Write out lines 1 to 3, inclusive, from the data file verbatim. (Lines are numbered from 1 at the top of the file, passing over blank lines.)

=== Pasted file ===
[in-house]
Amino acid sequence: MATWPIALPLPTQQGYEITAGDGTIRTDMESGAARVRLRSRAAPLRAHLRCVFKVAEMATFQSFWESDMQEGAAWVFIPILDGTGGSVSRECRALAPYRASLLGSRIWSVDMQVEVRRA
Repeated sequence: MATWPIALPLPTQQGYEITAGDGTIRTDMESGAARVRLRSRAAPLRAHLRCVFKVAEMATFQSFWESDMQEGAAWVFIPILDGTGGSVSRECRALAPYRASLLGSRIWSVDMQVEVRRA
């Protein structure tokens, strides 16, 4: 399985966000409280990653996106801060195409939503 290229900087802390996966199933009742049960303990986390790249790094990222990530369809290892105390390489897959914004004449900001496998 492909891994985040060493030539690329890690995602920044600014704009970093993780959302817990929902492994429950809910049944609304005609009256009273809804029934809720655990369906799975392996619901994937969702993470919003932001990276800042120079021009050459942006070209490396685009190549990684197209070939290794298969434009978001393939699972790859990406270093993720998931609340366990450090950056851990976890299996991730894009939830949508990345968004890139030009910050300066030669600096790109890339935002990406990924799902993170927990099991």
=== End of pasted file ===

[in-house]
Amino acid sequence: MATWPIALPLPTQQGYEITAGDGTIRTDMESGAARVRLRSRAAPLRAHLRCVFKVAEMATFQSFWESDMQEGAAWVFIPILDGTGGSVSRECRALAPYRASLLGSRIWSVDMQVEVRRA
Repeated sequence: MATWPIALPLPTQQGYEITAGDGTIRTDMESGAARVRLRSRAAPLRAHLRCVFKVAEMATFQSFWESDMQEGAAWVFIPILDGTGGSVSRECRALAPYRASLLGSRIWSVDMQVEVRRA